Letters: Joe and Flo, Randy Adams, Charities

Sheilah Kast reads from the listener e-mail bag. Topics include reader reaction to Michael Chandler's story about her elderly grandparents, Joe and Flo; to the saga of Katrina evacuee Randy Adams; and a critique of charities. Also, three corrections.

Copyright © 2006 NPR. For personal, noncommercial use only. See Terms of Use. For other uses, prior permission required.

SHEILAH KAST, host:

Time now for your letters.

(Soundbite of typewriter)

KAST: In some cases it's a federal crime to read someone else's mail, but Scott and the WEEKEND EDITION staff say they don't mind.

Last weekend, independent producer Michael Chandler told the story of her grandparents, Joe and Flo, as they struggled to stay together in the same nursing home facility. WEEKEND EDITION got an overwhelming number of e-mails about this story. Jeff Fieldsj(ph) from Boston wrote, `I suppose I could try to be objective in explaining what was so moving about the story, but that would be futile. The story toyed with the fundamental aspects we all strive for in our lives: to love and be loved. All my appreciation to Michael Chandler and the rest of Joe and Flo's family for creating this fragile powerhouse of a story.'

Week before last, the show mentioned a study of girls in the UK who mistreat Barbie dolls. That prompted Celeste Royce(ph) of Newbury, Massachusetts, to write. She says it `brought back fond memories of days spent launching Barbie and her car over cliffs in the back yard, dismembering Barbie and spreading ketchup on arms and legs, and other prepubescent wacky activities. I'm sure Barbie abuse in the UK has been going on since the 1960s. I do worry about children using microwaves, though.'

Several of you responded to the Christmas Eve interview with New Orleanean Randy Adams and his continuing effort to rebuild his life after Hurricane Katrina. Becky Bell(ph) in Hermon, Maine, writes, `Listening to yet another segment of Randy's life journey after Katrina while I ran last-minute errands on Christmas Eve morning brought me front and center to the meaning of the season: the resilience and ability to see light within such perceived darkness. This series on this man is more a tapestry of soul than anything else, each segment a thread of a different color coming together to create something beautiful in the end.'

Before the holidays, we spoke with Daniel Borochoff of the American Institute of Philanthropy. His organization rates charities on a scale from A to F based on how they use donations. We received this letter from Barry Gardener(ph): `Mr. Borochoff simply doesn't understand Feed the Children. His carefully worded denunciation on the air explained that the majority of Feed the Children's cash income is used for administration and fund-raising. That's true. They use the cash to raise and distribute over $865 million in products to people who need them. What Mr. Borochoff failed to tell listeners was the products, not cash, comprise the vast bulk of Feed the Children's philanthropy.'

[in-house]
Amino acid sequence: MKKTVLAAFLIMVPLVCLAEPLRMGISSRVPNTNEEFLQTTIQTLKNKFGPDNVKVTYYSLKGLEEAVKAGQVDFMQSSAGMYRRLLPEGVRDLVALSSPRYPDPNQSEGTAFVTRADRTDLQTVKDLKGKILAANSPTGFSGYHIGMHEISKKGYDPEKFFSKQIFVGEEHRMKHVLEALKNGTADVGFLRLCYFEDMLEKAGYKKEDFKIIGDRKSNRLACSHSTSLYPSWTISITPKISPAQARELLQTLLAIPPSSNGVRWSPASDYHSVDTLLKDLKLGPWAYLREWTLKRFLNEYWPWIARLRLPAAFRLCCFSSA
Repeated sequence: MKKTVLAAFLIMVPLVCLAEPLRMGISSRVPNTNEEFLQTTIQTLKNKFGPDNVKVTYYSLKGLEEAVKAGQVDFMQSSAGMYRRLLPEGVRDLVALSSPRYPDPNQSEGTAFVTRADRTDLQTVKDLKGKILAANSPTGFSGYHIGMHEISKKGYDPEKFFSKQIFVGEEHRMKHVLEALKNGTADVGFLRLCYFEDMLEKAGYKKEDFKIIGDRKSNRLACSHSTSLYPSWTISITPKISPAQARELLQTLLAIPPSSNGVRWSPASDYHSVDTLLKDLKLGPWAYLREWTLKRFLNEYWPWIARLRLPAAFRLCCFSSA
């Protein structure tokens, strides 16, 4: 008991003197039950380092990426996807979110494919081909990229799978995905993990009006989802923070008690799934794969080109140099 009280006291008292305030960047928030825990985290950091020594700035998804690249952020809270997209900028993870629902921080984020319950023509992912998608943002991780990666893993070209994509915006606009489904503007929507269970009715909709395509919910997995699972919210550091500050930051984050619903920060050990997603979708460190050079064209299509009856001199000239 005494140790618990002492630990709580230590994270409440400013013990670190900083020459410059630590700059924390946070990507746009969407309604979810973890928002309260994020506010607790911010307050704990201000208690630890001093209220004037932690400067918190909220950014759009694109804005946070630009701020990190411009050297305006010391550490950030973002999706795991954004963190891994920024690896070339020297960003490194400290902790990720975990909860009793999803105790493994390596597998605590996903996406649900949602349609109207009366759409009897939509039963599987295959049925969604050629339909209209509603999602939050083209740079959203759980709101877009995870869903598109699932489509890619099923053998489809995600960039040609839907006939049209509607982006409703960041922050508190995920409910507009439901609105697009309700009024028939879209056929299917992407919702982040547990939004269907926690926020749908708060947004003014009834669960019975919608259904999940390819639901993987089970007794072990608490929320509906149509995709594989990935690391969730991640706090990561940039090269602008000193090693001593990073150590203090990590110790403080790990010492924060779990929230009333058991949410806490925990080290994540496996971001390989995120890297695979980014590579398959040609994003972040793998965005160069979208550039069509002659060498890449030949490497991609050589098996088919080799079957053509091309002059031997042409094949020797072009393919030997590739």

We asked Daniel Borochoff to respond. He wrote, `The American Institute of Philanthropy gives favorable ratings to many other groups that receive large amounts of in-kind donations, such as World Vision. That organization efficiently uses the cash contributions they receive. Feed the Children uses only about 2 percent of the cash contributions it receives in the shipping, handling, storage and distribution of goods, while 60 percent of its cash is spent on fund-raising, infomercials and mailings.'

And three corrections. In a December 24th interview with James Levine of the Boston Symphony, WEEKEND EDITION called composer Arnold Franz Walter Schoenberg a German. Ach(ph)! He was Austrian. We also suggested that Herman Melville's novel "Redburn" was published in 1894. We got that backwards. It was 1849. And we said the philosopher Seneca was Greek. We were wrong. He was Roman.

Send us your letters or corrections by going to our Web site, npr.org. And please, tell us where you're from and how to say your name.

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